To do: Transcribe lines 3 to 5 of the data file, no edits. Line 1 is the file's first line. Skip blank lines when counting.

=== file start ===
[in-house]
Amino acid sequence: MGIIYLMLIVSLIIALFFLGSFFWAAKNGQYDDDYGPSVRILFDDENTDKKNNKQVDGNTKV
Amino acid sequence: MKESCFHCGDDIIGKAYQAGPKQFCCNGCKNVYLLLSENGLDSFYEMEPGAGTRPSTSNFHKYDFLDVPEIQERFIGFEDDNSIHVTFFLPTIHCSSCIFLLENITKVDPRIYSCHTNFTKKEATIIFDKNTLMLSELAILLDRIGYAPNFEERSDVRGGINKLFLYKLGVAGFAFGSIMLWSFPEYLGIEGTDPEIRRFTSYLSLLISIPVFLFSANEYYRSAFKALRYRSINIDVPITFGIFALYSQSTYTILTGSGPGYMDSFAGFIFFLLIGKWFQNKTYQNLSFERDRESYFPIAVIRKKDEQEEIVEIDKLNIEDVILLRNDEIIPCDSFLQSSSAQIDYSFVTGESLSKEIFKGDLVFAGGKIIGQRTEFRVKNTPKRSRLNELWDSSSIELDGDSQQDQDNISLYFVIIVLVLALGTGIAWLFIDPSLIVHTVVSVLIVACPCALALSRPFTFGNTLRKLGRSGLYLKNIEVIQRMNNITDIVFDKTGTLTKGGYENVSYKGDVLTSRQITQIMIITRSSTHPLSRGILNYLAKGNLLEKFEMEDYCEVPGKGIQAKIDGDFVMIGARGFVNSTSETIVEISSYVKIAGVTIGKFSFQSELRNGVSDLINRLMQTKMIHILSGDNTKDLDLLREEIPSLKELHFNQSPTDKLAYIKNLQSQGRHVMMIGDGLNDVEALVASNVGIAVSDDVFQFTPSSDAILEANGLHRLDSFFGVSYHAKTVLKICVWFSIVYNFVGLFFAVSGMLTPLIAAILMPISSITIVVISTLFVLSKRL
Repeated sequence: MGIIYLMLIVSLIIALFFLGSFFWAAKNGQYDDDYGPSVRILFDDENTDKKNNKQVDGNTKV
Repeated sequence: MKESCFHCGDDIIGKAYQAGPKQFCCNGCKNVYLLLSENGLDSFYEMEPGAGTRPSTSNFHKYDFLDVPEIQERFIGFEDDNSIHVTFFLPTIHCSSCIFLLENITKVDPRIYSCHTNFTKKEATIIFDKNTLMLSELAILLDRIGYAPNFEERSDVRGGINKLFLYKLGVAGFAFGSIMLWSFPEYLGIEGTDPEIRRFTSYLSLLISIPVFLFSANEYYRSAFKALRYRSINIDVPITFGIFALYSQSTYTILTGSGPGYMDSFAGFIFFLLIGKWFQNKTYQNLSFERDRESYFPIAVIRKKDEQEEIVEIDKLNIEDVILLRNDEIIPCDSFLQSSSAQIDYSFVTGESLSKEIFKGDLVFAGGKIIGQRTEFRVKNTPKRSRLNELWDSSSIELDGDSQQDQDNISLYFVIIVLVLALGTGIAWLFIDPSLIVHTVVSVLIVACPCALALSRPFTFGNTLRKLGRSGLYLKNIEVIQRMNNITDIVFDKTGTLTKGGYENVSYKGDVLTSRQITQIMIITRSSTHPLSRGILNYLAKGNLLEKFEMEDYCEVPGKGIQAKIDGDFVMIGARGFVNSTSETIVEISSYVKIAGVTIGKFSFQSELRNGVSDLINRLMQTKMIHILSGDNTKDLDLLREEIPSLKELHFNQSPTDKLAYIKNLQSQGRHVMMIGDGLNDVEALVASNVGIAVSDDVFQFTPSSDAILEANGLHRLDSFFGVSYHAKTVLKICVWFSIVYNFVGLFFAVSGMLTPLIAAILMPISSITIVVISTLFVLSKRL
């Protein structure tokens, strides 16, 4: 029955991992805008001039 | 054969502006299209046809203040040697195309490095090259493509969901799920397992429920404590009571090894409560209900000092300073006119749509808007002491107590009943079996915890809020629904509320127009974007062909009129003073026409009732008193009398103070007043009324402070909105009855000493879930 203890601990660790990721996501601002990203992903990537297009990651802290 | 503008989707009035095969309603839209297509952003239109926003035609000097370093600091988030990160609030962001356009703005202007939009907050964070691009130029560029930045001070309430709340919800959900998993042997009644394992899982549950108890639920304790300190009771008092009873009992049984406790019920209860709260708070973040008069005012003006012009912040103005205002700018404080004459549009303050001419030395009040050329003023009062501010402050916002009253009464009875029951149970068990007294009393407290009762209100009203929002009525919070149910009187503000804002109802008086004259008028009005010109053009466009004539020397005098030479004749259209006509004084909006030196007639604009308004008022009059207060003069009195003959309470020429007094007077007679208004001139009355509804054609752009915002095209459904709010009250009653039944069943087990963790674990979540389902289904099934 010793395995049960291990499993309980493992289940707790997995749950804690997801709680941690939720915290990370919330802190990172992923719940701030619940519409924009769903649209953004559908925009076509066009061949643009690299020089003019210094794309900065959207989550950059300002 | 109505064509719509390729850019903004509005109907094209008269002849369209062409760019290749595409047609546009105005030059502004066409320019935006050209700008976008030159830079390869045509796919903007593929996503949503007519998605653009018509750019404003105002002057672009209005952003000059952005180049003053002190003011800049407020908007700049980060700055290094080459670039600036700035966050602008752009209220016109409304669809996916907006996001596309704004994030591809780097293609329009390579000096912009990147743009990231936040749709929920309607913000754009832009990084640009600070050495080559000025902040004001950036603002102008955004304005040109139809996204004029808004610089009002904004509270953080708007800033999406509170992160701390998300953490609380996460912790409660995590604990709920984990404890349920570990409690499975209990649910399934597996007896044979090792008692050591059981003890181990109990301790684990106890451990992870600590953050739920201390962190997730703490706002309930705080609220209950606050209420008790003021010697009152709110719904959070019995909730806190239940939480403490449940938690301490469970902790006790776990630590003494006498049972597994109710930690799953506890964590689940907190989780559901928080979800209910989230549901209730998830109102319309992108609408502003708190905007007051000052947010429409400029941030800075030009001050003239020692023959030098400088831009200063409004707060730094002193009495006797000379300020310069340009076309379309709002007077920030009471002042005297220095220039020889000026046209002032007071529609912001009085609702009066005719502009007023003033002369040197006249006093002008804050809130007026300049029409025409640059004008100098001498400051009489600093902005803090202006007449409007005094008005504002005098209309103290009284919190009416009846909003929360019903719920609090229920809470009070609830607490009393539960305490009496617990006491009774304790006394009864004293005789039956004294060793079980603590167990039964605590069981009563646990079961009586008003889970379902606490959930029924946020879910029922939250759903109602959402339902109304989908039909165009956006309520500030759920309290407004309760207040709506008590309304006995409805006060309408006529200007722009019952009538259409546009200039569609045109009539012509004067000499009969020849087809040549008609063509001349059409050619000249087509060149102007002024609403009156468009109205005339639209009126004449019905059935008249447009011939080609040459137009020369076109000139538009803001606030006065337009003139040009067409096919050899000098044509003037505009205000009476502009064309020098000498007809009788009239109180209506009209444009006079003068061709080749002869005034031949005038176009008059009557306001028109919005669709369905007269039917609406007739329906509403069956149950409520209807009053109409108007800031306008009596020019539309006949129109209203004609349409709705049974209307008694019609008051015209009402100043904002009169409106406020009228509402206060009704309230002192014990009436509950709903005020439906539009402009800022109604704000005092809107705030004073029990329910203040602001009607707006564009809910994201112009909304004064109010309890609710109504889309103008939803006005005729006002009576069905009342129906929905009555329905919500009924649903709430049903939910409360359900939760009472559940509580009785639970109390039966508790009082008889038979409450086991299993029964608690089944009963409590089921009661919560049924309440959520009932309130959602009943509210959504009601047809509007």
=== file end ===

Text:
Amino acid sequence: MKESCFHCGDDIIGKAYQAGPKQFCCNGCKNVYLLLSENGLDSFYEMEPGAGTRPSTSNFHKYDFLDVPEIQERFIGFEDDNSIHVTFFLPTIHCSSCIFLLENITKVDPRIYSCHTNFTKKEATIIFDKNTLMLSELAILLDRIGYAPNFEERSDVRGGINKLFLYKLGVAGFAFGSIMLWSFPEYLGIEGTDPEIRRFTSYLSLLISIPVFLFSANEYYRSAFKALRYRSINIDVPITFGIFALYSQSTYTILTGSGPGYMDSFAGFIFFLLIGKWFQNKTYQNLSFERDRESYFPIAVIRKKDEQEEIVEIDKLNIEDVILLRNDEIIPCDSFLQSSSAQIDYSFVTGESLSKEIFKGDLVFAGGKIIGQRTEFRVKNTPKRSRLNELWDSSSIELDGDSQQDQDNISLYFVIIVLVLALGTGIAWLFIDPSLIVHTVVSVLIVACPCALALSRPFTFGNTLRKLGRSGLYLKNIEVIQRMNNITDIVFDKTGTLTKGGYENVSYKGDVLTSRQITQIMIITRSSTHPLSRGILNYLAKGNLLEKFEMEDYCEVPGKGIQAKIDGDFVMIGARGFVNSTSETIVEISSYVKIAGVTIGKFSFQSELRNGVSDLINRLMQTKMIHILSGDNTKDLDLLREEIPSLKELHFNQSPTDKLAYIKNLQSQGRHVMMIGDGLNDVEALVASNVGIAVSDDVFQFTPSSDAILEANGLHRLDSFFGVSYHAKTVLKICVWFSIVYNFVGLFFAVSGMLTPLIAAILMPISSITIVVISTLFVLSKRL
Repeated sequence: MGIIYLMLIVSLIIALFFLGSFFWAAKNGQYDDDYGPSVRILFDDENTDKKNNKQVDGNTKV
Repeated sequence: MKESCFHCGDDIIGKAYQAGPKQFCCNGCKNVYLLLSENGLDSFYEMEPGAGTRPSTSNFHKYDFLDVPEIQERFIGFEDDNSIHVTFFLPTIHCSSCIFLLENITKVDPRIYSCHTNFTKKEATIIFDKNTLMLSELAILLDRIGYAPNFEERSDVRGGINKLFLYKLGVAGFAFGSIMLWSFPEYLGIEGTDPEIRRFTSYLSLLISIPVFLFSANEYYRSAFKALRYRSINIDVPITFGIFALYSQSTYTILTGSGPGYMDSFAGFIFFLLIGKWFQNKTYQNLSFERDRESYFPIAVIRKKDEQEEIVEIDKLNIEDVILLRNDEIIPCDSFLQSSSAQIDYSFVTGESLSKEIFKGDLVFAGGKIIGQRTEFRVKNTPKRSRLNELWDSSSIELDGDSQQDQDNISLYFVIIVLVLALGTGIAWLFIDPSLIVHTVVSVLIVACPCALALSRPFTFGNTLRKLGRSGLYLKNIEVIQRMNNITDIVFDKTGTLTKGGYENVSYKGDVLTSRQITQIMIITRSSTHPLSRGILNYLAKGNLLEKFEMEDYCEVPGKGIQAKIDGDFVMIGARGFVNSTSETIVEISSYVKIAGVTIGKFSFQSELRNGVSDLINRLMQTKMIHILSGDNTKDLDLLREEIPSLKELHFNQSPTDKLAYIKNLQSQGRHVMMIGDGLNDVEALVASNVGIAVSDDVFQFTPSSDAILEANGLHRLDSFFGVSYHAKTVLKICVWFSIVYNFVGLFFAVSGMLTPLIAAILMPISSITIVVISTLFVLSKRL